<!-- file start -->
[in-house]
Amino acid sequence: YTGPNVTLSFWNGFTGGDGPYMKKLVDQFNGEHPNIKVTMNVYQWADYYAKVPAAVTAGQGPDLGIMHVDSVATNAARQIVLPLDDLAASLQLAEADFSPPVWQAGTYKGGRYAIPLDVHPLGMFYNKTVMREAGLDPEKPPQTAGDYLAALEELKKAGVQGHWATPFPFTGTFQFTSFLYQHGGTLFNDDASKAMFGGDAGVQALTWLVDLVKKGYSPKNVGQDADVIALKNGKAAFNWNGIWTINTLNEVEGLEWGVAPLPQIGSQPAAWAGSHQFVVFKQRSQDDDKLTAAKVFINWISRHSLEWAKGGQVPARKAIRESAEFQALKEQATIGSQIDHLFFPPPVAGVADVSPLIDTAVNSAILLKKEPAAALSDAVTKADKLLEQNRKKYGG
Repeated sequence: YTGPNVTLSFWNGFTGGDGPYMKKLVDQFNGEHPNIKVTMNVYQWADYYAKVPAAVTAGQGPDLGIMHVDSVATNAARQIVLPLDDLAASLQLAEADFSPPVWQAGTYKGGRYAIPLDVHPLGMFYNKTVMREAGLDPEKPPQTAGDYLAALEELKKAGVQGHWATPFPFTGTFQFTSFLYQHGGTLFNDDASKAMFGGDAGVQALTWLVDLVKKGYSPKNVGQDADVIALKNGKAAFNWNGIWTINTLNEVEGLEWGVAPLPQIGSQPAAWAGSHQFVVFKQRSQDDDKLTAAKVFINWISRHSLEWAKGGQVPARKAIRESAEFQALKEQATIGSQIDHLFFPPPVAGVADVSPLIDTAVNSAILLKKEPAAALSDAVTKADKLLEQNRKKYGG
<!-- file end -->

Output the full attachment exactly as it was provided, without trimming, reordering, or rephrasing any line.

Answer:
[in-house]
Amino acid sequence: YTGPNVTLSFWNGFTGGDGPYMKKLVDQFNGEHPNIKVTMNVYQWADYYAKVPAAVTAGQGPDLGIMHVDSVATNAARQIVLPLDDLAASLQLAEADFSPPVWQAGTYKGGRYAIPLDVHPLGMFYNKTVMREAGLDPEKPPQTAGDYLAALEELKKAGVQGHWATPFPFTGTFQFTSFLYQHGGTLFNDDASKAMFGGDAGVQALTWLVDLVKKGYSPKNVGQDADVIALKNGKAAFNWNGIWTINTLNEVEGLEWGVAPLPQIGSQPAAWAGSHQFVVFKQRSQDDDKLTAAKVFINWISRHSLEWAKGGQVPARKAIRESAEFQALKEQATIGSQIDHLFFPPPVAGVADVSPLIDTAVNSAILLKKEPAAALSDAVTKADKLLEQNRKKYGG
Repeated sequence: YTGPNVTLSFWNGFTGGDGPYMKKLVDQFNGEHPNIKVTMNVYQWADYYAKVPAAVTAGQGPDLGIMHVDSVATNAARQIVLPLDDLAASLQLAEADFSPPVWQAGTYKGGRYAIPLDVHPLGMFYNKTVMREAGLDPEKPPQTAGDYLAALEELKKAGVQGHWATPFPFTGTFQFTSFLYQHGGTLFNDDASKAMFGGDAGVQALTWLVDLVKKGYSPKNVGQDADVIALKNGKAAFNWNGIWTINTLNEVEGLEWGVAPLPQIGSQPAAWAGSHQFVVFKQRSQDDDKLTAAKVFINWISRHSLEWAKGGQVPARKAIRESAEFQALKEQATIGSQIDHLFFPPPVAGVADVSPLIDTAVNSAILLKKEPAAALSDAVTKADKLLEQNRKKYGG